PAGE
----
Michigan’s three-man rotation of goalies with either minimal or no collegiate playing time was supposed to be the storyline for the No. 3 Michigan hockey team going into its Tuesday night exhibition game against Windsor.

But that story got quickly overshadowed – it was the forwards who effortlessly stole the spotlight in Michigan’s 7-3 route of the Lancers.

“It was good to get a game under our belt where we’re playing against a team other than each other,” said Michigan coach Red Berenson. “It was a good test for our team.”

Despite what the score might reflect, it wasn’t a smooth path to the win, especially when the first period started off shaky for the Wolverines. Freshman Jared Rutledge made his debut between the pipes for the first period, and in the opening moments of the frame, senior forward A.J. Treais’ shot found the back of the net.

But the captain’s goal was waved off and Windsor subsequently took control of the game. Midway through the frame, a Windsor shot from the point was deflected several times before finding twine after being knocked in from the left side of the net with three seconds left on a Michigan penalty kill.

Waved-off goals seemed to be something of a trend for the Wolverines during the first period. Freshman forward Justin Selman eagerly celebrated what he thought was his first goal in a Michigan sweater.

“I think we missed some of our best chances in the first period,” Berenson said. “It wasn’t easy. It was a good game for us because (Windsor is) a good team, and they gave us a good game for half the game.”

As per Berenson’s plan, each period brought a new goalie. Freshman netminder Steve Racine entered in the second period, along with a Wolverine offense that finally found its groove.

Seconds after receiving the opening faceoff from Treais, sophomore forward Phil Di Giuseppe brought the puck up through the slot. He found junior forward Luke Moffatt situated in front of the crease and Moffatt knocked it in to tie the game at one.

Not long after, Selman found the back of the net again and this celebration was justified. And after that, the goals kept rolling. And rolling. And rolling — three goals in the remaining five minutes of the second period.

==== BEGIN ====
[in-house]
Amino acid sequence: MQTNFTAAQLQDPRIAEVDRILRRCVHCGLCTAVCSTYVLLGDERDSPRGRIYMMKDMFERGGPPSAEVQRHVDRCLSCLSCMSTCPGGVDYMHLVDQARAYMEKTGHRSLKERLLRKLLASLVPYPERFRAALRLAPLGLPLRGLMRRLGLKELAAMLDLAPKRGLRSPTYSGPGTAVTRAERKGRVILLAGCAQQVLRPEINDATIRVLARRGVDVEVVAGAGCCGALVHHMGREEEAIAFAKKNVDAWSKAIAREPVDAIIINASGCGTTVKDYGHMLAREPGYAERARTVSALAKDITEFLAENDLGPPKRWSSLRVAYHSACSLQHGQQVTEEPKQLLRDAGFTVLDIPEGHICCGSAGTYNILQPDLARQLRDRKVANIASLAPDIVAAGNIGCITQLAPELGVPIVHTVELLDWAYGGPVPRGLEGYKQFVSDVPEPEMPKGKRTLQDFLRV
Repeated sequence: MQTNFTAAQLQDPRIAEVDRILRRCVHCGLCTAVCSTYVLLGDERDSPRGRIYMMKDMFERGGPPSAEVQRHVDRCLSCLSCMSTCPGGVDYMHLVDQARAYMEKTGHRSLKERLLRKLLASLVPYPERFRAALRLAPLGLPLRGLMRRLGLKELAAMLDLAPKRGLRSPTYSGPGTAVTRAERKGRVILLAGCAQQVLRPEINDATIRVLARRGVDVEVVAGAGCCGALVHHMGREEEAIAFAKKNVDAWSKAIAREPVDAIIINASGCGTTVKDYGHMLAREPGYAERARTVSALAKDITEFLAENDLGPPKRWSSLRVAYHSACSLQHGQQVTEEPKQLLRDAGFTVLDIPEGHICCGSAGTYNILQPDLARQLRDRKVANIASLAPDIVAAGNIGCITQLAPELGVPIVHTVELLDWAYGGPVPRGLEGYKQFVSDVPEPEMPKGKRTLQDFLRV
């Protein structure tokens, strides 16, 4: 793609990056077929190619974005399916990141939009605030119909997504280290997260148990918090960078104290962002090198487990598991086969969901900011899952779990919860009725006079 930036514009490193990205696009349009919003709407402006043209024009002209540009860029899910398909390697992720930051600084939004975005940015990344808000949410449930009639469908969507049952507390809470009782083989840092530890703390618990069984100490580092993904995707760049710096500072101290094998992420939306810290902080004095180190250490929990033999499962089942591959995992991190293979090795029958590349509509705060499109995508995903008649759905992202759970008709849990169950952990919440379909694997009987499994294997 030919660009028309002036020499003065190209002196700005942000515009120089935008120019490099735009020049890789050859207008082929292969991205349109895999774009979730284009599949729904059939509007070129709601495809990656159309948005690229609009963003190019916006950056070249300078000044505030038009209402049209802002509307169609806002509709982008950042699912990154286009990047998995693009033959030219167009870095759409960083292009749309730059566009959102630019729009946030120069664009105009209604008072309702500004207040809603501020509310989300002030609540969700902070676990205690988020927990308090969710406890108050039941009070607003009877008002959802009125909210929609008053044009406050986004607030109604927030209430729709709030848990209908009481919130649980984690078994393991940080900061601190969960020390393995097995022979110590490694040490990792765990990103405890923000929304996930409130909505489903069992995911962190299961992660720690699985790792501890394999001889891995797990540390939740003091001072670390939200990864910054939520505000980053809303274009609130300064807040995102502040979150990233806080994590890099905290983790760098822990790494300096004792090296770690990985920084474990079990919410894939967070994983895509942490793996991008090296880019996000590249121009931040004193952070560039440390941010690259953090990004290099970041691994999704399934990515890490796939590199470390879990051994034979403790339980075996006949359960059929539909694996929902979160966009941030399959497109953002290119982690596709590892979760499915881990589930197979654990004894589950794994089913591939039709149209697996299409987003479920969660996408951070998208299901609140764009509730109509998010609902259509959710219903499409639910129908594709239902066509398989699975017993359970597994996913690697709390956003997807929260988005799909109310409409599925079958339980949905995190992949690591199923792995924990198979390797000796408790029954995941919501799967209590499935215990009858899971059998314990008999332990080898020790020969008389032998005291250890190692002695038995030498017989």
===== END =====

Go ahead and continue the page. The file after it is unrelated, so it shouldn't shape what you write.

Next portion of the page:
The Wolverines were graced with back-to-back power play goals after Windsor was penalized for too many men on the ice. The first belonged to Moffatt, who received a blast feed from freshman defenseman Jacob Trouba at the point, and the second went to Di Giuseppe.

Freshman forward Andrew Copp rounded out Michigan’s scoring in the waning minutes of the second frame. He was assisted by fellow freshman Boo Nieves and Selman.

Junior forward Derek DeBlois’ two third-period goals continued the carnage against the Lancers. Though Windsor managed to cut the lead to 7-3, it just couldn’t find the rest of the goals needed to close the ever-increasing deficit.

According to Berenson, junior netminder Adam Janecyk was on the short end of the stick by coming into the game’s final stanza.

“(The third period), that’s a tough period to come in,” Berenson said. “He hasn’t come in in two periods and then he comes in and our team is laying back a little bit.”

Janecyk never had a chance to see a Lancer wraparound goal, but it was the faulty penalty kill that let the second one sneak past him with three minutes remaining in the game.

But despite somewhat sloppy play, Michigan’s most pleasant surprise of the evening came from the freshmen, who scored two of Michigan’s goals. The placing of three freshmen, Copp, Selman and Nieves on the same line isn’t usually common practice — according to Berenson, that many freshman playing together usually get too excited — but Tuesday, it worked out in the Wolverines’ favor.

“It was a sight to see,” Moffatt said. “It was good to see those freshmen step up early and contribute offensively. They played good defensively too, so that’s what matters.”

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